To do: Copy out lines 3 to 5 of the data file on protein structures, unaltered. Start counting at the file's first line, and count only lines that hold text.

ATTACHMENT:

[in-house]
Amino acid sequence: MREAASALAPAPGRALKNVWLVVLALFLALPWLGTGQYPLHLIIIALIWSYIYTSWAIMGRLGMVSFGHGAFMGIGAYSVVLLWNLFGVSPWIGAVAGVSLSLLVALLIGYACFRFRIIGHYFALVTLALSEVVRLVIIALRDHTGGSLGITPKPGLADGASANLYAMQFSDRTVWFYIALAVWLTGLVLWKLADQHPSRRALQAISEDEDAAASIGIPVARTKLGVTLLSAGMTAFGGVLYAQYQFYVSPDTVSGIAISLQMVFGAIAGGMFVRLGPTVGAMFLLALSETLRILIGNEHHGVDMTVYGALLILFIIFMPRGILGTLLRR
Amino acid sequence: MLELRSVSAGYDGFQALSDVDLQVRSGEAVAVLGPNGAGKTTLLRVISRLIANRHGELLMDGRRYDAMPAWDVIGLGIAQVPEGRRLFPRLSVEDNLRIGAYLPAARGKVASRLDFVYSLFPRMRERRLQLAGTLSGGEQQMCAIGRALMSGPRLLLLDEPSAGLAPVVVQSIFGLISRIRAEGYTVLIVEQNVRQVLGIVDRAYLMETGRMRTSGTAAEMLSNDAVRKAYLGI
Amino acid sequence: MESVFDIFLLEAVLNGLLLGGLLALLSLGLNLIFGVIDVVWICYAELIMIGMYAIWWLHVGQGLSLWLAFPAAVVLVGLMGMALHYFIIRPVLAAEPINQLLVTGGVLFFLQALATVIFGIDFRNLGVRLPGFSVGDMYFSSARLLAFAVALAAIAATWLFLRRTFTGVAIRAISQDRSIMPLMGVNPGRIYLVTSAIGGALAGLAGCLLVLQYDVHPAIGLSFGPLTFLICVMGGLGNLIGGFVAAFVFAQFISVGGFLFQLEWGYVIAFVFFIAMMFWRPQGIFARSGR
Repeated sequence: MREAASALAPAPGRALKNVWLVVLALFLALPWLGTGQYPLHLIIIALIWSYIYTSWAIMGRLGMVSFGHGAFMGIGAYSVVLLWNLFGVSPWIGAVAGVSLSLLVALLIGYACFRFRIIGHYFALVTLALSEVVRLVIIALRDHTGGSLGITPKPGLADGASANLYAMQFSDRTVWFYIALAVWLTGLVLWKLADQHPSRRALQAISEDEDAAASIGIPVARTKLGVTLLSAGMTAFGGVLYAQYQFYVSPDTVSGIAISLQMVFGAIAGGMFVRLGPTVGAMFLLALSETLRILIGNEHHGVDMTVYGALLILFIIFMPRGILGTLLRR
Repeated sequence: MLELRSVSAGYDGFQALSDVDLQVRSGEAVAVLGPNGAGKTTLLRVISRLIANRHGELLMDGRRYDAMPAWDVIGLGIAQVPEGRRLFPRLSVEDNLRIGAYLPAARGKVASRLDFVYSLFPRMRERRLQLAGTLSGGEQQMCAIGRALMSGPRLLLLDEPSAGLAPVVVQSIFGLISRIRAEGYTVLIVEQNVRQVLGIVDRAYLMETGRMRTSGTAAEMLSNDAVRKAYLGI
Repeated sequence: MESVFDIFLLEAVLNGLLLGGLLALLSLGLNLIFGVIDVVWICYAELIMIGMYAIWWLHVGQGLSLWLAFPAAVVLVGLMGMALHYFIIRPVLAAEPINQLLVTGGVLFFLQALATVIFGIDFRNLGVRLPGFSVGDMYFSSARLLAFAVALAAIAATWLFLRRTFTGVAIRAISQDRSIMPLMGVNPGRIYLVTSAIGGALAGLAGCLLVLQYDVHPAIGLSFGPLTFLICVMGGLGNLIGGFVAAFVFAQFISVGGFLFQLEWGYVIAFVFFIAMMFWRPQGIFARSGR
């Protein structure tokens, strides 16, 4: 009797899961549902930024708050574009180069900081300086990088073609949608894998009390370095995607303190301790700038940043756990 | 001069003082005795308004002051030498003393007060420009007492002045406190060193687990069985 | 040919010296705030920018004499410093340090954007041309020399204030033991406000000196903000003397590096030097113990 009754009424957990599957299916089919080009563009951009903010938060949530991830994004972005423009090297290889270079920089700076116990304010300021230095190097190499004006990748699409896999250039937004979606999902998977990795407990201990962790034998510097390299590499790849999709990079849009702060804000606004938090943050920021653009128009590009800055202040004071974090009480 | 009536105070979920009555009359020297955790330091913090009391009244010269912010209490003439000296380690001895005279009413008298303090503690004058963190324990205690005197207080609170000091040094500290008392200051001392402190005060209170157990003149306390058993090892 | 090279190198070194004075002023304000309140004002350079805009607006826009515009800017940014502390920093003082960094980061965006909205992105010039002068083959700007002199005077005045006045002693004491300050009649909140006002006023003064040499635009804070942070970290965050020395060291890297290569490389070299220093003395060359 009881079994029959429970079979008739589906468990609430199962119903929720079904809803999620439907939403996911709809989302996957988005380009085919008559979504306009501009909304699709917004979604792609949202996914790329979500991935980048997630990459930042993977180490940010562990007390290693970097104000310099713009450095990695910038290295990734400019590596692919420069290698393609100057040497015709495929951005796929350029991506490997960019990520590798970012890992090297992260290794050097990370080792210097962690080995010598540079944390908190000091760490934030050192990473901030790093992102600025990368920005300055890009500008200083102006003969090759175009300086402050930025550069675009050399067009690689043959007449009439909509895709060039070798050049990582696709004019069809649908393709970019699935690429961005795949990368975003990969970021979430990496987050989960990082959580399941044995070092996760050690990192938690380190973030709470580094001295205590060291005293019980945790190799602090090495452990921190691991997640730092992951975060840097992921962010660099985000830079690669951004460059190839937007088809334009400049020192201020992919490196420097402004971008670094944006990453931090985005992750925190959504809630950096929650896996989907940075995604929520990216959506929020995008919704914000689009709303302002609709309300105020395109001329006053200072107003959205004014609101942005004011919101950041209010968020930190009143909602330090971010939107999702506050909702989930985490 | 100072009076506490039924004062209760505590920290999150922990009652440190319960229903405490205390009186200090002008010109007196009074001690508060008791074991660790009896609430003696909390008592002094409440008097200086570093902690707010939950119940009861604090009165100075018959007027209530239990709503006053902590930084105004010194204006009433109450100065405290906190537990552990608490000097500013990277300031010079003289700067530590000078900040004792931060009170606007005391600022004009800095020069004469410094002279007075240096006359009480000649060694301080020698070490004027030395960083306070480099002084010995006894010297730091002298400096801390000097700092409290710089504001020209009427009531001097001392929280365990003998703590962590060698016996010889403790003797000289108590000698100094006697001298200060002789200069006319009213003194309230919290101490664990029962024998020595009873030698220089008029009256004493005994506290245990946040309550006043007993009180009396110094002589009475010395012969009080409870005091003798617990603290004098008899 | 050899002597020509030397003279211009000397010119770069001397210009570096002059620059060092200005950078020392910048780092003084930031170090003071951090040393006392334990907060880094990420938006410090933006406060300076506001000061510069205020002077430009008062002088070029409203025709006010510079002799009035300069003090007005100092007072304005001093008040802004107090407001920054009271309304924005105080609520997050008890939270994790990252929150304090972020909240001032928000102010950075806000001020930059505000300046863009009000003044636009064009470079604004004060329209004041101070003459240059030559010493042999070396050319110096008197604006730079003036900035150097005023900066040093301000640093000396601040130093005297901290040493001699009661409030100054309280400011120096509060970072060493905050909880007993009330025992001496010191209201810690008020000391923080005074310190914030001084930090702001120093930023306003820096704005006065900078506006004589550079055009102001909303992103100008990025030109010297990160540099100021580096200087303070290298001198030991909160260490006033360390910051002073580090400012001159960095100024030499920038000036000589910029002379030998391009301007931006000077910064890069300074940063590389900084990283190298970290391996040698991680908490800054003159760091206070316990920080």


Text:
Amino acid sequence: MLELRSVSAGYDGFQALSDVDLQVRSGEAVAVLGPNGAGKTTLLRVISRLIANRHGELLMDGRRYDAMPAWDVIGLGIAQVPEGRRLFPRLSVEDNLRIGAYLPAARGKVASRLDFVYSLFPRMRERRLQLAGTLSGGEQQMCAIGRALMSGPRLLLLDEPSAGLAPVVVQSIFGLISRIRAEGYTVLIVEQNVRQVLGIVDRAYLMETGRMRTSGTAAEMLSNDAVRKAYLGI
Amino acid sequence: MESVFDIFLLEAVLNGLLLGGLLALLSLGLNLIFGVIDVVWICYAELIMIGMYAIWWLHVGQGLSLWLAFPAAVVLVGLMGMALHYFIIRPVLAAEPINQLLVTGGVLFFLQALATVIFGIDFRNLGVRLPGFSVGDMYFSSARLLAFAVALAAIAATWLFLRRTFTGVAIRAISQDRSIMPLMGVNPGRIYLVTSAIGGALAGLAGCLLVLQYDVHPAIGLSFGPLTFLICVMGGLGNLIGGFVAAFVFAQFISVGGFLFQLEWGYVIAFVFFIAMMFWRPQGIFARSGR
Repeated sequence: MREAASALAPAPGRALKNVWLVVLALFLALPWLGTGQYPLHLIIIALIWSYIYTSWAIMGRLGMVSFGHGAFMGIGAYSVVLLWNLFGVSPWIGAVAGVSLSLLVALLIGYACFRFRIIGHYFALVTLALSEVVRLVIIALRDHTGGSLGITPKPGLADGASANLYAMQFSDRTVWFYIALAVWLTGLVLWKLADQHPSRRALQAISEDEDAAASIGIPVARTKLGVTLLSAGMTAFGGVLYAQYQFYVSPDTVSGIAISLQMVFGAIAGGMFVRLGPTVGAMFLLALSETLRILIGNEHHGVDMTVYGALLILFIIFMPRGILGTLLRR